Google Enlisting Third-Party Programmers to Boost Google Apps
Google is expected to augment its existing applications store to let third-party developers sell software that hooks into its collaboration applications, according to the Wall Street Journal.
Google Apps is a suite of SAAS (software as a service) applications the search engine offers in free and paid versions to let users create content and share it with colleagues or friends. The suite includes Gmail; Google Docs word processing, spreadsheet and presentation applications; and Google Sites publishing software.
The store, which the Journal (paywall warning) said could be an extension of Google's Solutions Marketplace for third-party programs, would let programmers write enhanced security features or import contacts for Google Apps and sell them to customers. Google would take a portion of the proceeds and share sales with the programmers.
Google Apps users would then be able to access their purchased applications through the menu at the top of their screens within Gmail or Google Docs. The store is expected to be unveiled in March, but Google declined to discuss it and issued the following statement:
"The Google Solutions Marketplace makes it easy for our customers to connect with an ecosystem of products and professional services. We're constantly working with our partners to deliver more solutions to businesses, but we have nothing to announce at this time."
However, in its inquiry about a new online software store, eWEEK didn't mention the Solutions Marketplace, which has been quiet since its launch in April 2008. That a Google spokesperson mentioned it could mean the Journal is on the right trail for at least some of the information.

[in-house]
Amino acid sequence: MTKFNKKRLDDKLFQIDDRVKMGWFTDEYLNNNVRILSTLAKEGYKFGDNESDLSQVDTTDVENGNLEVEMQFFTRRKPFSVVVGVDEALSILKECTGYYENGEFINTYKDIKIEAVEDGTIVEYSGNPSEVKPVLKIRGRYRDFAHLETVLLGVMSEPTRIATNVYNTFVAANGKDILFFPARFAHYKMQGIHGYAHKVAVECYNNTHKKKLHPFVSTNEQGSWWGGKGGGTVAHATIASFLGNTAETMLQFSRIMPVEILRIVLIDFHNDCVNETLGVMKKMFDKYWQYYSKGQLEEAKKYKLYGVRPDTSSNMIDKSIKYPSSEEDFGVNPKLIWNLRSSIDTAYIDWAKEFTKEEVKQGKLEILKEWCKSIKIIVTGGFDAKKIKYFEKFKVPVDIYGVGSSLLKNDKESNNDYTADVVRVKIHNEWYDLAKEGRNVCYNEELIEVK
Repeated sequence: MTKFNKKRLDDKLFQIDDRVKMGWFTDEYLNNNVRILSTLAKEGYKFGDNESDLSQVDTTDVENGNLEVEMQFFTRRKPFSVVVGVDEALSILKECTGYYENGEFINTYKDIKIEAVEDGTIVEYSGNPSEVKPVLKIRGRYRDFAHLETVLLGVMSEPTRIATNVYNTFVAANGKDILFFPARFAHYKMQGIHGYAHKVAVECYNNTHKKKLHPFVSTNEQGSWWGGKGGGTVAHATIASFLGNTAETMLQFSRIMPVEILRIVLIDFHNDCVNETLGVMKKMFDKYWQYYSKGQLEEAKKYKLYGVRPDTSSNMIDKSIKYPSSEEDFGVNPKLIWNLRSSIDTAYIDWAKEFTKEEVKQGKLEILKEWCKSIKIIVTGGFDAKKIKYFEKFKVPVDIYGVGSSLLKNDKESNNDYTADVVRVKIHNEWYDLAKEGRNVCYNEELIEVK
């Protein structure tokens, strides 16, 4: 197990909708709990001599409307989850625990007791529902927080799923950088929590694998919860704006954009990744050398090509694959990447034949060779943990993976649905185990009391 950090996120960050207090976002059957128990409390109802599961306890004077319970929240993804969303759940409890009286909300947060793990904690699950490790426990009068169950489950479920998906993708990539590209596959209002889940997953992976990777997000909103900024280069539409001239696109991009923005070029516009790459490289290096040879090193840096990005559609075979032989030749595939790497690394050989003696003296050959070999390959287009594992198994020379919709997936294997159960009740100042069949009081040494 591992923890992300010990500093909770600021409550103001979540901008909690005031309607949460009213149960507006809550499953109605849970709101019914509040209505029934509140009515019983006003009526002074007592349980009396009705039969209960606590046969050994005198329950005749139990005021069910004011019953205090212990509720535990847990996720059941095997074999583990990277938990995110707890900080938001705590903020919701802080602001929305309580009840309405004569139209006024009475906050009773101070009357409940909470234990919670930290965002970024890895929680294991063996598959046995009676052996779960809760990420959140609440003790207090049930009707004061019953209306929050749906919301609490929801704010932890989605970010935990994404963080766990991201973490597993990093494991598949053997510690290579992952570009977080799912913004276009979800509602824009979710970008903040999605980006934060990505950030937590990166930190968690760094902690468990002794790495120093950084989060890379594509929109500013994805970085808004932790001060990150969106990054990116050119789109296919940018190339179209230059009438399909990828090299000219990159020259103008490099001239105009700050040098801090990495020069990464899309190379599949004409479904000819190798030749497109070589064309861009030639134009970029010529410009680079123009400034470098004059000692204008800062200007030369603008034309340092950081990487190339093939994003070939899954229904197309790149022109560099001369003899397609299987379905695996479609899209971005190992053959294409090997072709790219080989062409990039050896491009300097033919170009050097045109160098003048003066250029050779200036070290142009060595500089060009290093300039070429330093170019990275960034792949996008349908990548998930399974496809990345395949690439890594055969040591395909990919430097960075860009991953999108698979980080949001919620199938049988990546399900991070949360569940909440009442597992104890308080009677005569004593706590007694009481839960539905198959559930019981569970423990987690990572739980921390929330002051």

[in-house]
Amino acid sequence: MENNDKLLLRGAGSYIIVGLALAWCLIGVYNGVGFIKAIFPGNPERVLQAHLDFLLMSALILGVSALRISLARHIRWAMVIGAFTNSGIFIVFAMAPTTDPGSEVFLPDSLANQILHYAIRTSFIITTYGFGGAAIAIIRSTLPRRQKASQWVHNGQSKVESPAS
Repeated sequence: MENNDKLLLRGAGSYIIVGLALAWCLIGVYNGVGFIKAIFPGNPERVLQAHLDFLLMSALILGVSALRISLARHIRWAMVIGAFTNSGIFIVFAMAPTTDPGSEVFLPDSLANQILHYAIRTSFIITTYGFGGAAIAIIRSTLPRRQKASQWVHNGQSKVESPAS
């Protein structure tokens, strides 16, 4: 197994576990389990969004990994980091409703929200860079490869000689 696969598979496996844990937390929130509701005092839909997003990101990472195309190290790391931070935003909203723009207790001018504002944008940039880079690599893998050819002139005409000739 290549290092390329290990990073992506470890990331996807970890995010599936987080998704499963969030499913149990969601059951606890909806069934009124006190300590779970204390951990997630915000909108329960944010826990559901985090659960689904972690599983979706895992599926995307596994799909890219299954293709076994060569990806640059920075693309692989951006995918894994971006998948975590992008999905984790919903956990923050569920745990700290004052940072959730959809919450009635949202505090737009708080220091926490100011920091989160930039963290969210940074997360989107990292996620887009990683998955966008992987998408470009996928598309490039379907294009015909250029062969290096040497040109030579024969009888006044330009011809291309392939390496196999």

Another thing the Journal may be spot on about: If Google is in fact letting third-party programmers come in and build add-ons for Google Apps, Google may be borrowing its idea from its partner Salesforce.com's Force.com and AppExchange platforms.
Force.com lets external developers create add-ons that integrate into the main Salesforce application and are hosted on Salesforce.com's cloud computing infrastructure. AppExchange is a directory of applications built for Salesforce by third-party developers, which users can purchase and add to their Salesforce system.
Google's goal is to foster more adoption of Google Apps. While the suite has more than 2 million businesses using it, with hundreds of thousands of seats paying $50 per year, Microsoft and IBM have come to the cloud computing club with hosted versions of their collaboration applications.
Google has spent the last three years trying to get businesses to migrate from on-premises installations-systems companies host on servers they have to buy, install and maintain-from Microsoft and IBM. With those companies also offering cloud computing suites, the competition is heightened.
Google Enterprise President Dave Girouard told eWEEK in a recent interview that he welcomes the competition.
"If you have all of the major vendors suggesting you look at the cloud, the consideration of our solutions is going to rise dramatically and we think we have advantages."
The onus is squarely on Google to differentiate from Microsoft and IBM, whose combined enterprise entrenchment is impressive. Microsoft has 500 million enterprise customers, while IBM has more than 145 million seats for Lotus Notes. Consumers stand to be the true winners because they have more choices.